12. In an autoclave, a constant amount of steam is generated at a constant volume. Under 1.00 atm pressure the steam temperature is 100(C. What pressure setting should be used to obtain a 165(C steam temperature for the sterilization of surgical instruments? 21.22 kPa

13. Determine the total pressure of a gas mixture that contains oxygen, nitrogen and helium in the following partial pressures of 2.0atm for oxygen, 4.7atm for nitrogen and 253.25kPa for helium. 9.2 atm or 931.96 kPa

Gas Laws Study Guide Name: ___________________

Define the following terms as they apply to Kinetic Molecular Theory:

Pressure –

Temperature –

Volume –

n (moles) -

Calculations

1. A gas sample has a volume of 150 mL when the pressure is 175 kPa. If the temperature and amount of gas remains constant, what volume will the gas sample occupy at a pressure of 120 kPa?

2. A 650 mL sample of gas is collected at a room temperature of 300C. What volume will the sample have at 0.00C assuming the pressure of the gas remains constant?

3. An aerosol can of hair spray is filled to a pressure of 50.0 psi at a room temperature of 25.00C. Calculate the pressure inside the can if the can is placed in boiling water.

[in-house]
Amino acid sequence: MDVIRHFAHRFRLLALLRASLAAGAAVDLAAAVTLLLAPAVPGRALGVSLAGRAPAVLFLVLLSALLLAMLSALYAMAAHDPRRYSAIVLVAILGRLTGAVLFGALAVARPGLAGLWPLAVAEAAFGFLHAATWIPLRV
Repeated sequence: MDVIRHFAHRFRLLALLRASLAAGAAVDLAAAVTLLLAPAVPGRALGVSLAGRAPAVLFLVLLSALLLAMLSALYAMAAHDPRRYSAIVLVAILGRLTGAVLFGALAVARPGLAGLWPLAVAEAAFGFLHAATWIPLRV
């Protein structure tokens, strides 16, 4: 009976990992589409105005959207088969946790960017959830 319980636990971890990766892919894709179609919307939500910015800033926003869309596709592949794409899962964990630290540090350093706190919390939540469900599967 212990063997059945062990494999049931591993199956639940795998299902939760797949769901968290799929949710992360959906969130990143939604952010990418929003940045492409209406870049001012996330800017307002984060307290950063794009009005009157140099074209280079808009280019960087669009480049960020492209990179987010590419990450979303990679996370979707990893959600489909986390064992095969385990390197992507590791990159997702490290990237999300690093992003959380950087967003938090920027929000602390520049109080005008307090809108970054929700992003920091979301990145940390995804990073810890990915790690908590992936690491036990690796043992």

4. A balloon has a volume of 400.0 mL at a pressure of 600.0 mm Hg. Calculate the volume the balloon would have at standard atmospheric pressure if the temperature remains constant.

5. A car tire has a pressure of 30.0 psi at a temperature of 27.00C. Calculate the extremes of pressure caused by temperatures ranging from –20.00C (-4.000F) on a cold winter day to 50.00C (1220F) while being driven on a hot summer day.

6. A gas sample has a volume of 480 mL at a temperature of 370C and a pressure of 95.5 kPa. What volume would the gas occupy at STP?

7. If you collect 1.75-L of Hydrogen gas during a lab experiment, when the room temperature is 230C and the barometric pressure is 105 kPa, how many moles of hydrogen will you have?

8. What volume of gas would you expect to get from a 1.5-mole sample at 350C and 1.12 atm?

9. A gas contains oxygen, nitrogen, carbon dioxide, and trace amounts of other gases. What is the partial pressure of oxygen (PO2) at 101.3kPa of total pressure if it’s known that the partial pressures of nitrogen, carbon dioxide, and other gases are 79.1kPa, 0.040kPa, and 0.94kPa, respectively? What is the name of the gas law used for this? 21.22 kPa

10. Explain what each of the following changes would do to the pressure in a closed container (increase or decrease pressure). A) Part of the gas is removed, B) The container size (volume) is decreased, and C)Temperature is increased.

A. gas removed ( decrease in pressure

B. Volume decrease ( increase in pressure

C. Temperature increase ( increase in pressure

PRACTICE TEST ON GAS LAWS